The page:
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Snapshot of Crowded and Colourful India

Updated on December 22, 2011

Standing Out from the Crowd

In India for a couple of months, I had the privilege of experiencing a culture very different from Singapore's. Being fair in a sea of dark has its advantages. Because we stand out, the people here treat us special (besides the scams).


Unfortunately, being so different also makes you easy target for lechers. My friend got flashed at two weeks ago. She was stunned for a moment then ran after him whacking his back with her bag before he made his escape. This girl carries pepper spray with her all the time but grumbles that she always gets too stunned to use it when she needs to. Actually, I don’t think that is necessarily safe since the attacker could use the spray against you and you’ll regret the day the idea of pepper spray popped into your head.

Crowded, Generally.

Commuting through the traffic rush and seeing people dangling from the doors of buses, sometimes with one foot left swinging like a pendulum, is arresting to say the least but less dangerous than being overwhelmed in a marketplace. Out of nowhere, a cart came charging like a war chariot and I escaped by a hair’s breadth, jumping out of its way and right into a ditch. That is why it is sometimes a better idea to shop in a proper supermarket or provision shop.

At the Provision Shop

Actually, the provision shop is more like a mini wet market with LCD screens and scanning capabilities at the cashier. The receipts are still handwritten and the cash register is really a partitioned wooden drawer. Now, the cashier point can be a real drag. If you have experienced the Indonesian cashier’s speed, this is just a tiny notch better. You know, like a second snail that happened to take in a little more carbo in the morning. Sometimes the guy makes a mistake, or the shopper thinks he has, then the waiting time flips to infinity as they argue ceaselessly over whether he has scanned an extra bar of soap or another packet of milk. Being next in line after a woman who has only 2 packets of juice to scan can still mean at least 5 min of waiting. After kneeling on the floor to reach for something and nearly doing a split because it was so greasy, witnessing the hapless cashier being bullied can do more than bore: It wells up a caustic mix of sympathy and crankiness.

Crawford Market in Mumbai

Street Sellers and Touts

The Indians are a most enterprising lot - it's something you can't miss because every street and corner that you traverse, 11 out of 10 times, someone wants to sell you something every other step. Nevermind that the 64 people before him failed to sell you sunglasses, the 65th person (bless his spritely energy and optimism) will still leap into your path to promote his "cheap and best in the world!" sunglasses that will make you look "like a famous Bollywood star!"

On the Trains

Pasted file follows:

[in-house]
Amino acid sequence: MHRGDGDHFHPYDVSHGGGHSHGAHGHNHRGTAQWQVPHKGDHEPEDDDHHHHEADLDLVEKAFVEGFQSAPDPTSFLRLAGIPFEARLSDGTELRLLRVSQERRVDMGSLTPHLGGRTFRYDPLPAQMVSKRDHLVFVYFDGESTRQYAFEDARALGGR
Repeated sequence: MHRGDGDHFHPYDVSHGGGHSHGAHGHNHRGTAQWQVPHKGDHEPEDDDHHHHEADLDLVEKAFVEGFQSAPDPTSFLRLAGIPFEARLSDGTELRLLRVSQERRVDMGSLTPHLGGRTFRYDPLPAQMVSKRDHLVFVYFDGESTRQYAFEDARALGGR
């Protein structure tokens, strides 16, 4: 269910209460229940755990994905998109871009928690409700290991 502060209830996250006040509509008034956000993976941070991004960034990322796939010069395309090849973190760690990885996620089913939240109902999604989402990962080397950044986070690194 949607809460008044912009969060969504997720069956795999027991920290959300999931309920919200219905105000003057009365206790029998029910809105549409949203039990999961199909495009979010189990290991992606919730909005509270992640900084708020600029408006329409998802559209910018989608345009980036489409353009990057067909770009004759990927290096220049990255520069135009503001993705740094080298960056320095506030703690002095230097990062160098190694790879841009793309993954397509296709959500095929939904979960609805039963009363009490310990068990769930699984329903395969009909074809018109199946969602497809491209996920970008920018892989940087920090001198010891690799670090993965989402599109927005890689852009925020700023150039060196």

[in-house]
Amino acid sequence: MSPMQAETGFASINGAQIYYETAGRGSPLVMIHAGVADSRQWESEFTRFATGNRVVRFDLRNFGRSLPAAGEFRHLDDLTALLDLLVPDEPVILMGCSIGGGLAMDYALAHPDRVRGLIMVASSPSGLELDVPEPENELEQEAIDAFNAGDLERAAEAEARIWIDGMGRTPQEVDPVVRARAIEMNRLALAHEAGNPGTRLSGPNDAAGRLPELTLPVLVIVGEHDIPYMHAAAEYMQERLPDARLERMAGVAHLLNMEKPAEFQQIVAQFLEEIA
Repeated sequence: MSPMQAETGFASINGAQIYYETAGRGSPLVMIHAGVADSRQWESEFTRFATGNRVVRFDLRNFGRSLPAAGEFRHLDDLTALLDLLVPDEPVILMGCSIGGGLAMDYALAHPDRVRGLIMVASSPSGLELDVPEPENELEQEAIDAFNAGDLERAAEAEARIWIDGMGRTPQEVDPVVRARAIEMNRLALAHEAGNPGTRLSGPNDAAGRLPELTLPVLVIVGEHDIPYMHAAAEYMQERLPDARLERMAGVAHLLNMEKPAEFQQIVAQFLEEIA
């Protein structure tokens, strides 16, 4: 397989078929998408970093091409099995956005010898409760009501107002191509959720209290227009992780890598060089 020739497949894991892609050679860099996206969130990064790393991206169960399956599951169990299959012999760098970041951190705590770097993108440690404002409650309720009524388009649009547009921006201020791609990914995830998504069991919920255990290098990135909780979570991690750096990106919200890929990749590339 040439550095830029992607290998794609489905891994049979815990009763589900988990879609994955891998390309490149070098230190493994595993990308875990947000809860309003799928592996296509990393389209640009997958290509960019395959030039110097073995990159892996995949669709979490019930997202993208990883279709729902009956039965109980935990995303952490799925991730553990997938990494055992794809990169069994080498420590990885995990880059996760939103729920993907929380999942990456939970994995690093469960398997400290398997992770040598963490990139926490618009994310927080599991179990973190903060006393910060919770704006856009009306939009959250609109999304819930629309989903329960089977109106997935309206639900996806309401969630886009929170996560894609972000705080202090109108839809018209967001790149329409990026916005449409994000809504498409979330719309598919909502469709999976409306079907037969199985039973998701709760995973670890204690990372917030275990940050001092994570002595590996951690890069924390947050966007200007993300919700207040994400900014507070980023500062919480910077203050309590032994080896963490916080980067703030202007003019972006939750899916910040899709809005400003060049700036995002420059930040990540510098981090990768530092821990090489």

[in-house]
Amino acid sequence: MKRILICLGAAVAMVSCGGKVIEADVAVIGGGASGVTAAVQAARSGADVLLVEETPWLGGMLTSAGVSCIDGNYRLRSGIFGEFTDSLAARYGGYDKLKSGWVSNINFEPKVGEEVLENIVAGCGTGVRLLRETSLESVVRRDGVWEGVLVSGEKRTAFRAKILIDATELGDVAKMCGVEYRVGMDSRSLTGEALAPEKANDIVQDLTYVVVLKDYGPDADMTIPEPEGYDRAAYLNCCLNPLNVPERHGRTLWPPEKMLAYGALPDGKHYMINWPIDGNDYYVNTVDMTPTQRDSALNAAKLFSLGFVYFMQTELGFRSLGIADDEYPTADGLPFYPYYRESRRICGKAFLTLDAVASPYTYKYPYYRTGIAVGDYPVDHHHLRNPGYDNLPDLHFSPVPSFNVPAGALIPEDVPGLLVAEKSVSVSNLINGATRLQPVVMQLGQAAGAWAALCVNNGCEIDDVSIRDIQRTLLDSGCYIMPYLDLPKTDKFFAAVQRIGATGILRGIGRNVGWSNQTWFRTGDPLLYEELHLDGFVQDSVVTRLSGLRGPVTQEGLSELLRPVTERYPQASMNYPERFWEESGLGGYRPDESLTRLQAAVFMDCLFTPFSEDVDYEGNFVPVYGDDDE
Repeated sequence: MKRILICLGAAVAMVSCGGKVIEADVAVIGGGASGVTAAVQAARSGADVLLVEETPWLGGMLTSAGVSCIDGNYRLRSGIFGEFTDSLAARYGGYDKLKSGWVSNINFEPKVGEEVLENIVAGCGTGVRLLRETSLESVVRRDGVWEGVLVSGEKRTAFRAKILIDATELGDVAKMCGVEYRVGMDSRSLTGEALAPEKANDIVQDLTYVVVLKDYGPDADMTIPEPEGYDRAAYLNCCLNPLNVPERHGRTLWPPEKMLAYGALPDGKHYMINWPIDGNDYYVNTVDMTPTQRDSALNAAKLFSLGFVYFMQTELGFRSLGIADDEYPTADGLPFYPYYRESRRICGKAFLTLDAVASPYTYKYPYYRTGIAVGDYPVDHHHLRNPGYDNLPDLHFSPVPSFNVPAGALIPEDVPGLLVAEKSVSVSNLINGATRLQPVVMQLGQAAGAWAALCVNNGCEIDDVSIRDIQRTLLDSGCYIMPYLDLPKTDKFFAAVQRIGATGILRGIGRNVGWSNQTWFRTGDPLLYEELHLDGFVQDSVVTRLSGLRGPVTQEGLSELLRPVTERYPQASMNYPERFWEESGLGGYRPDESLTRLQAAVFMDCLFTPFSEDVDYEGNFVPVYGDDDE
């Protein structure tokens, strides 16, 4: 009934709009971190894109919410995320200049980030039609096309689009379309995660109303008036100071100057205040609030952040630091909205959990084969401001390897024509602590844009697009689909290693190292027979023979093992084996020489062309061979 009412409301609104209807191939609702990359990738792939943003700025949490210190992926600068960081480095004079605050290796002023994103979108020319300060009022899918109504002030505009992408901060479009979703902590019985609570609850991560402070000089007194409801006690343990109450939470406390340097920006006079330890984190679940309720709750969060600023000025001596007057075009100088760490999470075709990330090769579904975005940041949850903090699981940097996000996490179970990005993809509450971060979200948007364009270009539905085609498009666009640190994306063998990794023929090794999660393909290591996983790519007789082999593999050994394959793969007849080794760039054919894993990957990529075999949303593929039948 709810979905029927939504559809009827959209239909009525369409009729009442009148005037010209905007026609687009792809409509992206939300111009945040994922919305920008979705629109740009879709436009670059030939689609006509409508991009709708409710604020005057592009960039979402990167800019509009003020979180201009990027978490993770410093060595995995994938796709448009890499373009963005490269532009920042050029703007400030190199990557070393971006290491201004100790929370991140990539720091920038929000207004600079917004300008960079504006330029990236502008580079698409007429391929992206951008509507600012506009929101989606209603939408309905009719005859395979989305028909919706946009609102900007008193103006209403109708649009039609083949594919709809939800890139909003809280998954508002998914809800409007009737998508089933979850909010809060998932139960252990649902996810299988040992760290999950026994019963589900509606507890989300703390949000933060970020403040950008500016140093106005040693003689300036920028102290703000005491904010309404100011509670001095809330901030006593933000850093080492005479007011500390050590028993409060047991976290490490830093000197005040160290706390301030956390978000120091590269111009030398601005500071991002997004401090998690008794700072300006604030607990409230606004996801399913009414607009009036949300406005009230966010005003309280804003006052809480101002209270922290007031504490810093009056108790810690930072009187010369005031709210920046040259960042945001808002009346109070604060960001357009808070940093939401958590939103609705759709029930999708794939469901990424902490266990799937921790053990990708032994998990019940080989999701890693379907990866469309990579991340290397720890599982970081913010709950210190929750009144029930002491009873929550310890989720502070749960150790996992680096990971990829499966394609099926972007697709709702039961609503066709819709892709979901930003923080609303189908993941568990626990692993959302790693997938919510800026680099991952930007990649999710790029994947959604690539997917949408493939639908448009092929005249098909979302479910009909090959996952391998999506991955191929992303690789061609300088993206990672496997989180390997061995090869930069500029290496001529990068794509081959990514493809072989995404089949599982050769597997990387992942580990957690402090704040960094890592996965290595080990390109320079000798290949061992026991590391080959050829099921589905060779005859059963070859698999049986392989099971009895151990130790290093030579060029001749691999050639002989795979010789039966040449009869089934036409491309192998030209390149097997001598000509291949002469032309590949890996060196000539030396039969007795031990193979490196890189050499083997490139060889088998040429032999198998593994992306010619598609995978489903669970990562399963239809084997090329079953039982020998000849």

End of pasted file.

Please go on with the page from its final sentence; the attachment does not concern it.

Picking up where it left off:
Now, the trains in Mumbai are well-known for the maddening crowds. Yet, even as you - the hapless foreigner - are trying to cope, your frazzled nerves are constantly harrassed by men and women hawking hairclips, bangles, pen with invisible ink, fresh crabs... the list goes on.

By the Coast

After we've had enough of work in the precarious World Trade Centre that was receiving bomb threats every other week, we'd usually head to the Queen's Necklace - the coast that was so-named because of the beautiful effect of the street lights lining the gentle curve of the Mumbai coastline - in the evenings.

And there, two lovely girls selling flowers would find us enjoying the evening sea breeze each day, and deploy their usual "please buy our flowers" routine. I remember the first time they came shyly to this bunch of people who appeared so alien, probably wondering if we would be a profitable lot.

They hung around us, caressing our arms with the roses and imploring us to buy. One of them was in a pretty white lacy frock which might not have been washed for awhile or could have been aged because the edges were blackened and dull. I believed it was her work "uniform". They played with my braided hair and held the stalks to our chests again and again pleadingly. When we turned them away, they smiled and pleaded again in their slow smiling way. We watched to see how long they would hang in there, and a note to everyone is that their persistence is not to be trifled with, even if you pretend to go into a trance, rock back and forth and ignore their existence.

If they can scratch rose stalks against your arms, or bounce a balloon against your nose repeatedly, or tickle your back, or weave figures of eight around you to catch your attention, they will. They will also ascertain and point out to you quite confidently that any female next to you must be your girlfriend. Therefore, you should buy her a rose. Two or more preferably. Believe me, insurance salesmen could pick up a thing or two from them.

Everywhere Else

Traversing anywhere to catch dinner or just enjoying a leisurely stroll was invitation enough for street vendors.. "Buy some knobs, mám?", "Beeyoodiful shawls, mám!", "See my oil lamp, very excellent!", "You want to buy some telescopes mám?".....

So Much More about India

There is so much to experience and enjoy in India that it is simply not possible to cover them all in an article. If chaos appeals to you, I strongly urge you to make a trip to this fabulous place to see everything first-hand.


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